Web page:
- Order numbers: Rental
- Instrumentation: symphony orchestra
- Duration: 8'
Klezmer Classics (Orchestral Version)
Listen and watch the score with ScorePlay: click HERE
Klezmer is the traditional instrumental music for weddings and parties of the Yiddish speaking Jews of Eastern Europe. Its origin goes back to the sixteenth century. The Yiddish culture was at its peak in the countries where the Jews then lived: Poland, Ukraine, Byelorussia (White Russia), Latvia, Lithuania, Moldavia, Romania, Slovakia, and Hungary.
The Yiddish word klezmer (plural: klezmorim) stands for musician (after the Hebrew “kele zemer,” which means instrument of the song). It is connected with the professional Jewish musicians of Eastern European origin who played this music. Since the 1970s, when America started a revival of this music, the word has been used for the music style itself. Johan de Meij arranged five classics from the klezmer repertoire into a colorful selection:
In times past, this melody was used for the farewell as a so-called dobranots (“good night song”) to escort the guests on their leave-taking at a wedding party.
2. Dem Trisker rebn’s nign (The Melody of the Rabbi of Trisk)
This melody was first recorded in 1925 in New York by the clarinetist Dave Tarras. The title (Trisk is a town in the Ukrainian province of Volhynia) responded to the sentiments of the many Jewish immigrants who had settled in America. They formed a potential market for the upcoming record industry.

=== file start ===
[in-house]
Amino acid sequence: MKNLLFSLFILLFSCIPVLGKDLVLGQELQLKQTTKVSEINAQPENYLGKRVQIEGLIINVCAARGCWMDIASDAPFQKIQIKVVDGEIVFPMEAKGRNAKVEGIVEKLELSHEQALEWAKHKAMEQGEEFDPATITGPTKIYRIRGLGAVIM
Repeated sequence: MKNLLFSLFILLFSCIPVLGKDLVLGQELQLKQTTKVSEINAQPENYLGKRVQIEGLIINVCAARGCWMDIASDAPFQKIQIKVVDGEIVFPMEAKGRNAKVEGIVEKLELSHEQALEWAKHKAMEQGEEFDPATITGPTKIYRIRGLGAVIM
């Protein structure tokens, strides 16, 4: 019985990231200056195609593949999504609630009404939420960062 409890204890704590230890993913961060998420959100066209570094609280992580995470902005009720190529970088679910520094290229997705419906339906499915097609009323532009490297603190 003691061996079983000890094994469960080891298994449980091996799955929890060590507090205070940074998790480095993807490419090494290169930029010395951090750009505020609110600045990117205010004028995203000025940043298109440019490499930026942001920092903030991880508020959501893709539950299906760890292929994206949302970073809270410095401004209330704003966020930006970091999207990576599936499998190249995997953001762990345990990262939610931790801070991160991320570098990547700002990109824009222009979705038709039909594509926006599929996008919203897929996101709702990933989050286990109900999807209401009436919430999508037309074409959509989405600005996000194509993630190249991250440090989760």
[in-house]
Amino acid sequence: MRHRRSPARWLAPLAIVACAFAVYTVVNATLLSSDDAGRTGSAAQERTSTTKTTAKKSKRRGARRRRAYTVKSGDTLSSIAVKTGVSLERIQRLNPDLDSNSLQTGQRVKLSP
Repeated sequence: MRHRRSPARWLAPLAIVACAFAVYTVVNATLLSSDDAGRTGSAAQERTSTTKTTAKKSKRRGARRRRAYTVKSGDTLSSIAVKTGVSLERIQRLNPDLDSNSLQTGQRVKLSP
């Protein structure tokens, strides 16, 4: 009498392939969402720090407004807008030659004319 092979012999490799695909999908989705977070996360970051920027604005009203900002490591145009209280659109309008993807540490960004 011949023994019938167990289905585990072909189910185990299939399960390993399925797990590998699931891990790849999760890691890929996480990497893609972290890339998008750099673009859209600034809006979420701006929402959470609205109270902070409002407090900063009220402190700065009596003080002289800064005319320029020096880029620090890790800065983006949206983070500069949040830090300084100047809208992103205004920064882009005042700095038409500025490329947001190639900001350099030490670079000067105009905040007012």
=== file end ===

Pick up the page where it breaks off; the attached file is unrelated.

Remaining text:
3. Lomir zich iberbetn (Yiddish: Let Us Reconcile)
This is a traditional wedding dance. It is performed at the party by unmarried girls and boys who, to avoid physical contact, were only connected by a handkerchief that they held at the tips, high up in the air.
This is a Chassidic dance with a solemn mood. The melody is based on a nigun (Chassidic melody without words). Chassidism is an orthodox movement within the religious Judaism, in which mysticism plays an important role.
5. Ma yofus (Hebrew: How Beautiful…)
This is a melody based on an ode to the Sabbath. It is a true classic from the klezmer repertoire, and it is also known as Tants, tants, Yidelech. In former days in Eastern Europe, Ma yofus was just as well known as Hava Nagila is today.
1. Piccolo [doubling 3rd Flute]
2. Flute I/II
2. Oboes I/II
2. Bassoons I/II
1. Clarinet II [Bb]
1. Soprano Sax [Bb]
2. Horns I/III [F]
2. Horns II/IV [F]
1. Trumpet II [Bb]
1. Cornet I [Bb]
1. Cornet II [Bb]
1. Trombone II
1. Trombone III
12. Violin I
11. Violin II
8. Double Bass
2. Mallets (2 players): Bells, Vibraphone, Marimba, Xylophone, Tubular Bells
4. Percussion (4 players): Snare Drum, Bass Drum, 2 Cymbals, Woodblock, Suspended Cymbal,
2 Spoons, Triangle, 2 Tom-toms, Tambourine, Sleigh Bells.